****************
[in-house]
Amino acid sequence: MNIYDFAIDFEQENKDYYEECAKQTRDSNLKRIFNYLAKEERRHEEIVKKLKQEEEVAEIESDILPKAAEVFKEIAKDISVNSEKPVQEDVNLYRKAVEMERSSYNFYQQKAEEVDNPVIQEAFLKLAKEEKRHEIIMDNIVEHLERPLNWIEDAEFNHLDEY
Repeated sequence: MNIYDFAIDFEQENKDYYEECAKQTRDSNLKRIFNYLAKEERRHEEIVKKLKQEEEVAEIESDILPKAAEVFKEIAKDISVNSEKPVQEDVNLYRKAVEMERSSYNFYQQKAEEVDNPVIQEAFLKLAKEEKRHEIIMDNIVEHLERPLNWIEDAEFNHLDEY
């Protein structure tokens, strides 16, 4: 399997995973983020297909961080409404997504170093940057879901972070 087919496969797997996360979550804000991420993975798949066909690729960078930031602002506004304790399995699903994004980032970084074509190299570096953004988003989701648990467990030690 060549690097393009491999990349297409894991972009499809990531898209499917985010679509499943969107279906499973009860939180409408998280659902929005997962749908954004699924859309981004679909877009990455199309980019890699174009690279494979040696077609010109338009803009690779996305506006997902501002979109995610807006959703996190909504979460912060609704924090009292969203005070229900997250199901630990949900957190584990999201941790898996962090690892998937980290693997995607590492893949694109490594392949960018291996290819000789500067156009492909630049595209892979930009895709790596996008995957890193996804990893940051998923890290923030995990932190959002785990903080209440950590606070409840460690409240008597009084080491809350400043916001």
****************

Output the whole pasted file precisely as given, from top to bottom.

[in-house]
Amino acid sequence: MNIYDFAIDFEQENKDYYEECAKQTRDSNLKRIFNYLAKEERRHEEIVKKLKQEEEVAEIESDILPKAAEVFKEIAKDISVNSEKPVQEDVNLYRKAVEMERSSYNFYQQKAEEVDNPVIQEAFLKLAKEEKRHEIIMDNIVEHLERPLNWIEDAEFNHLDEY
Repeated sequence: MNIYDFAIDFEQENKDYYEECAKQTRDSNLKRIFNYLAKEERRHEEIVKKLKQEEEVAEIESDILPKAAEVFKEIAKDISVNSEKPVQEDVNLYRKAVEMERSSYNFYQQKAEEVDNPVIQEAFLKLAKEEKRHEIIMDNIVEHLERPLNWIEDAEFNHLDEY
């Protein structure tokens, strides 16, 4: 399997995973983020297909961080409404997504170093940057879901972070 087919496969797997996360979550804000991420993975798949066909690729960078930031602002506004304790399995699903994004980032970084074509190299570096953004988003989701648990467990030690 060549690097393009491999990349297409894991972009499809990531898209499917985010679509499943969107279906499973009860939180409408998280659902929005997962749908954004699924859309981004679909877009990455199309980019890699174009690279494979040696077609010109338009803009690779996305506006997902501002979109995610807006959703996190909504979460912060609704924090009292969203005070229900997250199901630990949900957190584990999201941790898996962090690892998937980290693997995607590492893949694109490594392949960018291996290819000789500067156009492909630049595209892979930009895709790596996008995957890193996804990893940051998923890290923030995990932190959002785990903080209440950590606070409840460690409240008597009084080491809350400043916001």